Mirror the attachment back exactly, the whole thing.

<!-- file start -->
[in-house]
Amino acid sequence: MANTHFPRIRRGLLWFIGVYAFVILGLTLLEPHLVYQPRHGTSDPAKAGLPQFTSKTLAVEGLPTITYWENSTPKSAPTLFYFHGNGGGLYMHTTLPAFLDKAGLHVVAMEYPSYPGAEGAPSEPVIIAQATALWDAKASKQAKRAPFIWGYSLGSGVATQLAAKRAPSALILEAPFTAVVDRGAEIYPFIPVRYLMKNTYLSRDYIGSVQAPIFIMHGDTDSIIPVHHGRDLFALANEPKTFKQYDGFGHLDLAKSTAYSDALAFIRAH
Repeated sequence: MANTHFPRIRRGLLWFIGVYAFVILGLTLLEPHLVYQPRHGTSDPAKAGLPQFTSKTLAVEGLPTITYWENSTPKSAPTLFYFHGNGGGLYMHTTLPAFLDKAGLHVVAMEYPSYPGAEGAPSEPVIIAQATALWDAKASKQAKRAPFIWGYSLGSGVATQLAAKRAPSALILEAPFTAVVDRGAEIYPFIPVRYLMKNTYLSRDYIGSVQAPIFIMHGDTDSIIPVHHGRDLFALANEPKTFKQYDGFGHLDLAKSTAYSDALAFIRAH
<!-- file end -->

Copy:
[in-house]
Amino acid sequence: MANTHFPRIRRGLLWFIGVYAFVILGLTLLEPHLVYQPRHGTSDPAKAGLPQFTSKTLAVEGLPTITYWENSTPKSAPTLFYFHGNGGGLYMHTTLPAFLDKAGLHVVAMEYPSYPGAEGAPSEPVIIAQATALWDAKASKQAKRAPFIWGYSLGSGVATQLAAKRAPSALILEAPFTAVVDRGAEIYPFIPVRYLMKNTYLSRDYIGSVQAPIFIMHGDTDSIIPVHHGRDLFALANEPKTFKQYDGFGHLDLAKSTAYSDALAFIRAH
Repeated sequence: MANTHFPRIRRGLLWFIGVYAFVILGLTLLEPHLVYQPRHGTSDPAKAGLPQFTSKTLAVEGLPTITYWENSTPKSAPTLFYFHGNGGGLYMHTTLPAFLDKAGLHVVAMEYPSYPGAEGAPSEPVIIAQATALWDAKASKQAKRAPFIWGYSLGSGVATQLAAKRAPSALILEAPFTAVVDRGAEIYPFIPVRYLMKNTYLSRDYIGSVQAPIFIMHGDTDSIIPVHHGRDLFALANEPKTFKQYDGFGHLDLAKSTAYSDALAFIRAH